Australia and Canada are planning to finance new mines in a bid to bolster their industries. The Canadian Government will restart Champion Iron’s Québec Iron Ore mine, while Australia’s decision to fund lithium mining has been seen as a way to compete with China. Do actions such as these indicate that countries are viewing the sourcing of rare earths and critical elements as strategic minerals, worthy of tax payer funds? We examine the evidence.

Elsewhere, we consider the ethics of mining in New Zealand following recent gold discoveries on tribal land, learn why the renowned Portland stone producers are turning from quarrying to mining, and investigate the truth in President Trump’s claims of “amazing results” in the US mining industry.

In technology, we discuss the future of internet-enabled technologies, the impact of Industry 4.0, and catch up with the minerless mine Kankberg in Sweden, and its employment of remote-controlled 5G technology.

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In this issue

Analysing Trump’s “Amazing Results”
President Trump has highlighted “big stories” in the mining sector, including the creation of jobs and the opening of mines, which, he argues, demonstrates his success at quickly improving conditions for mining communities. But do market conditions in US mining bear out these claims? We cut through the spin to assess the real impact.
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Reaching an Ethical Balance in New Zealand
New Zealand supports an extensive mining industry on which many communities depend, controversy, however, is never far off and recent gold discoveries on tribal land have thrust the ethics of the industry into the spotlight. We take a look at the state of mining in New Zealand.
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Portland Stone Goes Underground 
Portland stone firms in Dorset, UK, are switching from open-cast quarrying to underground mining of the iconic stone. So, why have these companies turned to mining and what has it taken to convert to underground operations? We speak to the companies to find out.
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Is State-Funded Mining Making a Comeback?
Both the Australian and Canadian Governments have announced plans to finance new mines to help bolster the industry. In Australia, the decision is to fund lithium to compete with China, while Canada, is restarting Champion Iron’s Québec Iron Ore mine. Do these examples demonstrate that countries are viewing rare earths and critical elements as strategic minerals, worthy of taxpayer funds? We examine the evidence.
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Connectivity and the Internet of Things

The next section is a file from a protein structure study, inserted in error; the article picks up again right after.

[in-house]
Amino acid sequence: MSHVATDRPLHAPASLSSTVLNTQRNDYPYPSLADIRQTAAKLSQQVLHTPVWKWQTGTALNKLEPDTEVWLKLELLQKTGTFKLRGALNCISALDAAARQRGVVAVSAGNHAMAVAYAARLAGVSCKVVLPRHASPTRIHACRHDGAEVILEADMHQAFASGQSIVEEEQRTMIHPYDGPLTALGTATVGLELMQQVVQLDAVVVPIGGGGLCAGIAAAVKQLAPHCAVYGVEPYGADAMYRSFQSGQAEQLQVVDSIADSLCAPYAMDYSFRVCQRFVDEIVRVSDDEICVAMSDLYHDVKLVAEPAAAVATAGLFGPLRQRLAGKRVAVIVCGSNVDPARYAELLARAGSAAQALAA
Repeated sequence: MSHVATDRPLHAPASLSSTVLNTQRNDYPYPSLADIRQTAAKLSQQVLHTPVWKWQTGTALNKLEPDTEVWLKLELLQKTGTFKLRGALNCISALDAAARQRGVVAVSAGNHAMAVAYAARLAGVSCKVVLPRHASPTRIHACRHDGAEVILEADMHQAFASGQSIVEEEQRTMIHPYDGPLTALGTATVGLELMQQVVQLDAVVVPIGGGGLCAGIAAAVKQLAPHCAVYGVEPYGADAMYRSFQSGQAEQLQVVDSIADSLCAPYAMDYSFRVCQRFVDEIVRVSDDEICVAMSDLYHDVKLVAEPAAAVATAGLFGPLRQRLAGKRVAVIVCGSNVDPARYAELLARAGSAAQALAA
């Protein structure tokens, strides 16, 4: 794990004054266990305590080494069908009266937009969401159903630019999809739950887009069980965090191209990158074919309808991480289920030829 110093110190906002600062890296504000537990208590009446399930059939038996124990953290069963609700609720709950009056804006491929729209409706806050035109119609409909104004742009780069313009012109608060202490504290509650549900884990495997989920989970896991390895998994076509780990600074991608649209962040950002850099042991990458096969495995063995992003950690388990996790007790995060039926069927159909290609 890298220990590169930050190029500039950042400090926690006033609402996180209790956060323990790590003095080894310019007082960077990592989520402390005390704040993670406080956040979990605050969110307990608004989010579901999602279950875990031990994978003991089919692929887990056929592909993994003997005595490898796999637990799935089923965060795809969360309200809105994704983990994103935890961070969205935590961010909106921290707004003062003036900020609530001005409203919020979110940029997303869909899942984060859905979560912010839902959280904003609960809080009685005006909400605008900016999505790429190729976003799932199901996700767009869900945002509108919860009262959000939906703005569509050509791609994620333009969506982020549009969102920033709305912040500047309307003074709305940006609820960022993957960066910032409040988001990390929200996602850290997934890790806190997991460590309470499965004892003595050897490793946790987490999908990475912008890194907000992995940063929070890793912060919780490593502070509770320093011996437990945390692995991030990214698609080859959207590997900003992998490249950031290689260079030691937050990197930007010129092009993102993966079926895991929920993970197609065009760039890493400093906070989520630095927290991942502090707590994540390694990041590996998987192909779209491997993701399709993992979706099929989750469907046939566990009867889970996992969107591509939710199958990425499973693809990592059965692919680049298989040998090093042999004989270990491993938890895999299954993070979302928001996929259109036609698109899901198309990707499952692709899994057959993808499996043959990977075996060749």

Inmarsat has published a global research study on the future of the Internet of Things (IoT) in mining. The study argues that connected technologies will help the industry overcome commodity downswing challenges and dilemmas around rising costs and declining ore grades. We get some insight from Inmarsat.
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The Minerless Mines
In Sweden, Ericsson has been using remote-controlled 5G technology in a gold mine at Kankberg to run the mine without humans on the ground. The two-year pilot, which was due to come to an end this month, has been extended with the support of the Swedish Government. Does the success of this project mark the beginning of the end of mining as we know it? We find out.
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Industry 4.0: New Tech & Old Friends
Industrial technologies are making huge strides in sophistication, application and connectivity, so how can the mining industry fully utilise the power of Industry 4.0? Stuart Watt, general manager of bulk at Eka Software Solutions, discusses.
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Next issue

Corporate social responsibility company SEF Canada has launched a project called Clean Gold Community Solutions, aiming to improve the businesses of global artisanal gold miners. Central to the project is a processing method which replaces mercury with cyanide. But with such huge environmental risks, is this wise for small-scale mining operations?

Around the regions, we report on the strike at Indonesia’s Grasberg mine, speak to Cornish Lithium about its prospects, and hear the story of an artisanal miner.

Also, with a strong focus on commodities, we speak to analysts about what China’s environmental tax will mean for global mineral trade, profile the challenges of mining titanium in Greenland, and ask if demand for green batteries is pushing primary cobalt mining into the economically competitive sphere.

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